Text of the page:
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# Are there two kinds of reflection of light?

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I could not find the answer to my question in the physics textbooks I studied. My question is this: What is the difference, if any, between the reflection of light on a mirror and the reflection of all the colors of light on a white surface?

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There is specular reflection and diffuse reflection; what you get depends on how smooth the surface is

If the surface isn’t smooth on the scale of the wavelength of the light, the reflected rays won’t be parallel and you won’t form an image

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Enne Malus discovered another difference between light reflected from a smooth surface and a rough surface in about 1800. Light reflected from a smooth surface is both circularly and linearly polarized while light from a rough surface is not.

This is how polarized glasses are able to eliminate the glare reflected from smooth surfaces. Also, if circularly polarized light is reflected from a smooth surface, the direction of polarization is rotated by 90 degrees. Light polarized to the right becomes polarized to the left etc..

With linear polarization, the light is polarized in either a horizontal or vertical position, but with circular polarization, the “electro” part of the electromagnetic light wave runs slightly behind the “magnetic” part and how far it is behind makes the wave appear to rotate to either the left or the right.

The glasses used to view 3D movies use both linear and circular polarization. Both right and left lenses are linearly polarized the same as sun glasses but the right and left lenses have opposite circular polarization as does the movie projector. This way the projector can project different images for the viewer’s left and right eyes so they see the image in 3D.

There is a surprising effect if you look at your reflection in a mirror while wearing 3D movie glasses. If you look at your reflection with just one eye. Say your right eye. The light from your right eye can’t return because the mirror reverses the circular polarization so your right lens appears totally opaque while the left lens appears clear. You can see your closed left eye but not your open right eye.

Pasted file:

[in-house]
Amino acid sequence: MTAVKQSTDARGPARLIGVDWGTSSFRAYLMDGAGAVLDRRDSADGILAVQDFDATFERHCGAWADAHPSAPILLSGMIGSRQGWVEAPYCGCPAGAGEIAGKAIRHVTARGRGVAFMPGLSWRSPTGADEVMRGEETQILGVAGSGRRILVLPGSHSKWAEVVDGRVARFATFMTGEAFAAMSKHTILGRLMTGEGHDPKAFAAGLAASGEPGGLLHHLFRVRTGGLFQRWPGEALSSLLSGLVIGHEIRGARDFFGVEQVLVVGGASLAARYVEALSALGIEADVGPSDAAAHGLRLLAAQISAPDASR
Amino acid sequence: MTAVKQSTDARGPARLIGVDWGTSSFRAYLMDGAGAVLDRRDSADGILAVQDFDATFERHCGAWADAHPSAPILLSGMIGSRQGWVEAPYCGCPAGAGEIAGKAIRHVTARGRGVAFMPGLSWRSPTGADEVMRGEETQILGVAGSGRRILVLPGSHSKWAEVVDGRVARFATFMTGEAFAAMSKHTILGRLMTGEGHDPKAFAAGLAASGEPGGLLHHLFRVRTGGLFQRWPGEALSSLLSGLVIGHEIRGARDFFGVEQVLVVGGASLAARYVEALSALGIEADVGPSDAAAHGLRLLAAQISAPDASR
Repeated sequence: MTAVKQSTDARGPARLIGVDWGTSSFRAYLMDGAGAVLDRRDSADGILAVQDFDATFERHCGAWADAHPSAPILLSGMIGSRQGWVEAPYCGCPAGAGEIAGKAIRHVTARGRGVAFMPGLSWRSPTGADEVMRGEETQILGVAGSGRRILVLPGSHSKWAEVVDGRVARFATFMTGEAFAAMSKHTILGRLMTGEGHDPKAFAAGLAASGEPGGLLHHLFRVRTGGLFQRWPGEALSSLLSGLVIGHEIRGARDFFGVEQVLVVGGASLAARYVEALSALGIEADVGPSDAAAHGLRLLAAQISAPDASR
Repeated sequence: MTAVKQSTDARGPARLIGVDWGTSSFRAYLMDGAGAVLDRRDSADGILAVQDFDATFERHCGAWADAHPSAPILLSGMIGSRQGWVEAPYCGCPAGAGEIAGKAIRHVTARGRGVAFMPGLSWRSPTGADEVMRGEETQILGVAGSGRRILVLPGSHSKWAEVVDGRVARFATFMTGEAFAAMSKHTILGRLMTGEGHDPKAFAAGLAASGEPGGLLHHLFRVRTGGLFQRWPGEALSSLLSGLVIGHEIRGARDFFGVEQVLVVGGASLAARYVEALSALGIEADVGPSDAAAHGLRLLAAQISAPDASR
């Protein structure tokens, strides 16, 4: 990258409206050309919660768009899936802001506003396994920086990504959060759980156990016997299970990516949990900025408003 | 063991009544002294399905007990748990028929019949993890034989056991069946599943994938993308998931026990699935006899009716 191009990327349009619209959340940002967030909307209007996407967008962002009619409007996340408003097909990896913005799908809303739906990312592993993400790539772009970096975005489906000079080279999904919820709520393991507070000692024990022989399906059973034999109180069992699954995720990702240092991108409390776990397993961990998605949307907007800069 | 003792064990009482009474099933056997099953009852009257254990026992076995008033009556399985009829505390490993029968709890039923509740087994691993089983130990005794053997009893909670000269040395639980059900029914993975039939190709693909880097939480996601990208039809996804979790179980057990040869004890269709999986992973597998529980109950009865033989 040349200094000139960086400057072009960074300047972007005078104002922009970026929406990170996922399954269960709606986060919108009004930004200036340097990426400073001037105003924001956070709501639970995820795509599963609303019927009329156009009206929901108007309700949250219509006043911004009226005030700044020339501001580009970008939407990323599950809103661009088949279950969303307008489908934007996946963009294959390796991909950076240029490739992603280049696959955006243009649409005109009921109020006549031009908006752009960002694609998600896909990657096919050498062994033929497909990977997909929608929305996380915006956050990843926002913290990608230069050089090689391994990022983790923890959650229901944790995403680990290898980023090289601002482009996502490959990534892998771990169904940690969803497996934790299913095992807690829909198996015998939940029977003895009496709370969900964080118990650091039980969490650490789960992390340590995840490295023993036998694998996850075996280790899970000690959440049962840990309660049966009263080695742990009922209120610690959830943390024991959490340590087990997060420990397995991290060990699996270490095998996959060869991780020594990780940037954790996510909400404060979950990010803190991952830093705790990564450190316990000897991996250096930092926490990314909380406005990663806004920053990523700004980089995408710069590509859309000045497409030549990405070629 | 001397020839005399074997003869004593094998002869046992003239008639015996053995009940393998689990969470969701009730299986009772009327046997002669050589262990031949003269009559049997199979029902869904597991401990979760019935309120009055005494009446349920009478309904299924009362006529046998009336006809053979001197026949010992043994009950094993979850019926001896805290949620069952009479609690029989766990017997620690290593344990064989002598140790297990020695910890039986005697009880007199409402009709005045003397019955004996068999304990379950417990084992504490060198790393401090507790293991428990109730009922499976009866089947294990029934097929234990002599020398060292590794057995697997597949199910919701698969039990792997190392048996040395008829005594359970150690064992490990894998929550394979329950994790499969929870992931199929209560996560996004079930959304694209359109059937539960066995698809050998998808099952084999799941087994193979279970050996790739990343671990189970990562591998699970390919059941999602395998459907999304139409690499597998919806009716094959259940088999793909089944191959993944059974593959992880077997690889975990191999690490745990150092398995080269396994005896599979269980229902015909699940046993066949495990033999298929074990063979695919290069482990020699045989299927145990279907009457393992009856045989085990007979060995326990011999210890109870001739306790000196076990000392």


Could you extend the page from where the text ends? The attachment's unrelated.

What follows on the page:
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16 hours ago, bangstrom said:

Light reflected from a smooth surface is both circularly and linearly polarized while light from a rough surface is not.

This is how polarized glasses are able to eliminate the glare reflected from smooth surfaces. Also, if circularly polarized light is reflected from a smooth surface, the direction of polarization is rotated by 90 degrees. Light polarized to the right becomes polarized to the left etc..

This is unclear, at best. Light reflecting from a smooth surface tends to become linearly polarized; at Brewster’s angle it is completely polarized, parallel to the surface. There’s no circular polarization involved (symmetry should tell you this - why would one handedness be preferred?) Linearly polarized light can be represented as a superposition of right- and left-handed circular polarizations, but when you say that light is circularly polarized you are implying one handedness is present.

There are left- and right-handed polarization, but “to the left” or “to the right” has a different implication. And what is the 90 degree rotation referring to? Light reflected normal to a smooth surface will change handedness (but only at normal incidence)

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I see, so there are two kinds of reflection. I checked diffuse and specular in my textbooks and it is there. I did not get it at first because the chapter on colors did not mention the term specular reflection. Now it is clear to me. Thanks. The part on polarized light is hard to me, but it sounds awesome.

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